The fourth and final chapter of this seemingly-epic storyline turned up next. I remember being quite into it–even though, looking back at it after all of these years, it’s a bit of an ill-plotted mess. I liked the fact that, on this cover, the vignettes of Hal and Ollie were ready to throw down just as the main image suggested. That was the sort of attention to detail that made these comics fun.

The issue opens where the last one left off, with Green Lantern, alien Lantern Katma Tui and green Arrow about to pursue the mystery of the Mocker by venturing inside the huge space station that’s been floating around the past few issues–and whose doorway is adorned with words stating “We Are On The Edge Of The Ultimate Ending!” But before they go in, Green Arrow blows his top, flicking GL’s alien pet Itty away and accosting Katma Tui before Hal can intercede. When he does, Ollie suggests that the two of them settle their differences wit their fists, as they did years before on the planet Ploy Four.

While this is clearly a ruse (not to mention an excuse to justify the cover image) Green lantern and Green Arrow go all-out with it, creating a power ringed boxing arena and smacking the shit out of each other for several minutes. While this is going on, we make a segue back to Earth for a strange fan-service sequence where an exercising Black Canary is accosted by a truck driver delivering a rig to Carol Ferris. This is all a set-up for Hal’s new job, where he’s going to be a trucker with a CB radio. Hey, it was the 1970s, leave me alone!

Meanwhile, back in space, Lantern and Arrow have finished up their ridiculous bout and are ready to make their way into the Mocker’s space station. Katma Tui’s power ring provides them with an entrance, but they’re stymied by a defensive system–until Green Arrow simply shoots it with an arrow, destroying it. They journey to the center of the station, where they find an odd menagerie of absurd creatures and objects–and the voice of the Mocker challenges them.

But Green Arrow is wise to the Mocker now. He makes it clear that he knows that the Mocker has been hitching a ride with them all along, hiding in Itty. Called out, the Mocker manifests himself in person, abandoning even his clownish visage to appear as his real self, a Mike Grell alien. He reveals that he’s been traveling across the galaxy for 12,000 years making mischief, but the ship’s energy source is nearly depleted, which is why he projected himself to Oa in the first place.

Green Arrow hurls himself at the Mocker, but the ship is programmed to automatically protect him, and even Hal and Katma’s power rings seem ineffective against it. The trio find themselves trapped in energy sacs extruded from the bottom of the ship into the void of space, where they will freeze into a state of suspended animation, but aware all the while, to ponder the senselessness of the universe. The Mocker tells them his story, how he is the last survivor of a mighty and civilized alien race that was wiped out by a plague. This fate inspired him to quest across the universe, proving that it is a senseless, pointless and brutal place.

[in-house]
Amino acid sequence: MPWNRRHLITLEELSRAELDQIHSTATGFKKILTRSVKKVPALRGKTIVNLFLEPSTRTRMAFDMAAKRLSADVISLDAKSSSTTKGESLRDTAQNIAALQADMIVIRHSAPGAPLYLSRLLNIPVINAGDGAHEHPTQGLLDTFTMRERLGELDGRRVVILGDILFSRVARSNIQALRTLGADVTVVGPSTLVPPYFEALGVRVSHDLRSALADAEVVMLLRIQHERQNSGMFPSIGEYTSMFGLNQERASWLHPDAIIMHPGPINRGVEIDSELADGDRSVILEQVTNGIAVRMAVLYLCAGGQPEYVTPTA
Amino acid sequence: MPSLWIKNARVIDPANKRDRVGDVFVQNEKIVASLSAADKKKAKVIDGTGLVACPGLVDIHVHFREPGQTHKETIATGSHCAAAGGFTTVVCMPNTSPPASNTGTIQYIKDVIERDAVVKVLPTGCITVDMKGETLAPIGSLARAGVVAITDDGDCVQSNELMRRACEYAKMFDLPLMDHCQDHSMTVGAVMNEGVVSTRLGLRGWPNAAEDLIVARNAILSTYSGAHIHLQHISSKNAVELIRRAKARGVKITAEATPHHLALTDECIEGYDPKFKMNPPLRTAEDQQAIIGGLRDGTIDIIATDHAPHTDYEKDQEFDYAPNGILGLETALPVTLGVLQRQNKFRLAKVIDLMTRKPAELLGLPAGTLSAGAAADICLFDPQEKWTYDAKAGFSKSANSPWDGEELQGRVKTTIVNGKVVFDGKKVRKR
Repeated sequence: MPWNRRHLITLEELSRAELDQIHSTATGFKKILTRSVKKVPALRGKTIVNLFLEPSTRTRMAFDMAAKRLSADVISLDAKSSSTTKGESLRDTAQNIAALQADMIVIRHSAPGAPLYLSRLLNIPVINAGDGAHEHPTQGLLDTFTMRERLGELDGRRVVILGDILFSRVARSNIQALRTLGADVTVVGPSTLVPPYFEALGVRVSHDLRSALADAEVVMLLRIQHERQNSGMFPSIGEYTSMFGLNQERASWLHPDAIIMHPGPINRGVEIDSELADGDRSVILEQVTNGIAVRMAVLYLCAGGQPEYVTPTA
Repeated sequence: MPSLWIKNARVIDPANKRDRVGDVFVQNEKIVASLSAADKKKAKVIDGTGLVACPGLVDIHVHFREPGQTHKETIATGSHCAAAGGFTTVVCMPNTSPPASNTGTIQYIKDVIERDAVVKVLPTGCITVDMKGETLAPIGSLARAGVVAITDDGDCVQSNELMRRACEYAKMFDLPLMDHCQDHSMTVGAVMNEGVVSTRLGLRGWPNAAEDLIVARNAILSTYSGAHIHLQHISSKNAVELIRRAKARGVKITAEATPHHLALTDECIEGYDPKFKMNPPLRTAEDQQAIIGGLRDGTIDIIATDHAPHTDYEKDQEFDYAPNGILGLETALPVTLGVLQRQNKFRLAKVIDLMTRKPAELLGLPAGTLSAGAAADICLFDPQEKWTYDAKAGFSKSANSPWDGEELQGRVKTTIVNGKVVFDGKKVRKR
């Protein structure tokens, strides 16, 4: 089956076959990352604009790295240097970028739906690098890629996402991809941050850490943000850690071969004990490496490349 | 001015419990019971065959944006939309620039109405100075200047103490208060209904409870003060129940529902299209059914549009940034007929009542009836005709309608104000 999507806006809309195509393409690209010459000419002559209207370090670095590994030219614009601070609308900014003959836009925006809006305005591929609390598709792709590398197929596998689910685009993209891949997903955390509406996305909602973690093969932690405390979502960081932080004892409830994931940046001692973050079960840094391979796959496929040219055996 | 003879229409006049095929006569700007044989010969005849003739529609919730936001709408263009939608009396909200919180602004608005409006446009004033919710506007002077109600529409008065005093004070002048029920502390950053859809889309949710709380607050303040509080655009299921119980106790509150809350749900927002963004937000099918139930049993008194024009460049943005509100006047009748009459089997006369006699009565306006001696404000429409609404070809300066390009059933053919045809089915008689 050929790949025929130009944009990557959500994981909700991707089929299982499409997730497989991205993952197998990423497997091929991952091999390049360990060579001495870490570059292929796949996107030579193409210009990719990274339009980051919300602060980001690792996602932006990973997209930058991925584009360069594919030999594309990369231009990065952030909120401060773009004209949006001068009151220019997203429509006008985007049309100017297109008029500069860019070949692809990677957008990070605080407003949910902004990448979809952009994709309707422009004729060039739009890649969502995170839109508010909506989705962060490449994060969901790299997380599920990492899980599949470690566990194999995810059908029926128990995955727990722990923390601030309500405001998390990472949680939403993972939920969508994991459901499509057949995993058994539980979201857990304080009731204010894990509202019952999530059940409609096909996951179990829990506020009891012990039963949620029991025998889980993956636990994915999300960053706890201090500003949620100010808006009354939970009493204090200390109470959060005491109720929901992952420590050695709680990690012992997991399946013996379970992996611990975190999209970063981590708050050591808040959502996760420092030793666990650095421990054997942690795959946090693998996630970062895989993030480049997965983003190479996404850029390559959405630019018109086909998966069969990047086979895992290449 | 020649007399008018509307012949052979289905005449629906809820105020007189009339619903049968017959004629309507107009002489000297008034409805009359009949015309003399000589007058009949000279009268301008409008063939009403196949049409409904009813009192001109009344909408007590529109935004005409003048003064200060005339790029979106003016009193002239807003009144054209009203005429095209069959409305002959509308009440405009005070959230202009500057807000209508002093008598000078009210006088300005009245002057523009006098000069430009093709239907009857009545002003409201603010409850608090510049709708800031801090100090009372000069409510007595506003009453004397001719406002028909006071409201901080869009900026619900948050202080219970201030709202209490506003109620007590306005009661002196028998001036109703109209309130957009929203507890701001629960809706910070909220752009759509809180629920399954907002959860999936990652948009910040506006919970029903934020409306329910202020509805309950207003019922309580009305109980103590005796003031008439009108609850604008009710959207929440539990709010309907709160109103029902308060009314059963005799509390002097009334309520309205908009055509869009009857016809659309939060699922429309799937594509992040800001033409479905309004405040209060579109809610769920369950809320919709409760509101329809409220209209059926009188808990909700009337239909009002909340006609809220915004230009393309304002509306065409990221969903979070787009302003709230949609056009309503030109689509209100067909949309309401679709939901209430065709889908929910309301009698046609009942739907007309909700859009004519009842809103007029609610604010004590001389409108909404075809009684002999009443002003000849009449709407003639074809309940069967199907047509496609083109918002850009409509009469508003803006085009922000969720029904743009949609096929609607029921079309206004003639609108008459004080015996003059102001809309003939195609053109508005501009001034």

But we’re only two pages from the end of the issue at this point, so suddenly Green Lantern shows up and entraps the Mocker. The Green Lantern who had been with them all this time was a ring-conjured decoy set up while GL and GA sparred. And that’s the ballgame–Katma Tui will escort the Mocker back to Oa for sentencing, and Green lantern and Green Arrow will return to Earth. It’s a tremendous anti-climax, especially for a storyline that had been running for four issues. But, hey, the next issue is a big double-sized 100th issue special, so maybe that one will be better!

3 thoughts on “BHOC: GREEN LANTERN #99

  1. Tom:

    I know that you’re younger than I am, but…well, how are you choosing the subjects for these in-depth analyses? (I mean, FF #1-3 is a gimme…!) Some of your time might be spent elsewhere than on GREEN LANTERN #99. (That was a compliment, by the way, not a criticism). I know that Kurt asserts (and resists) the notion that one can learn by reading bad—or, let’s phrase it—mediocre comics as well or better than by reading great comics. I don’t see it myself (which probably accounts for my making the same mistakes over and over again…but at least they’re mine).

    Richard Howell



    1. Richard, the Brevoort History of Comics is just what the name says, a chronological examination of the early comics I read in the order that I read them, best as I can work out. I do other stuff here as well, such as the recent Lee & Kirby series, the weekly Star Blazers review and other odds and ends as I feel driven to. But every week there’s likely to be one or two pieces on random 1970s comics because I read them back in the day.


  2. I remember when this title was revived I was excited to see how O’Neil would address the issues of the day, but in a more sci-fi context than the original GL/GA book. That wasn’t what I got, but I was a big fan of Itty. 🙂


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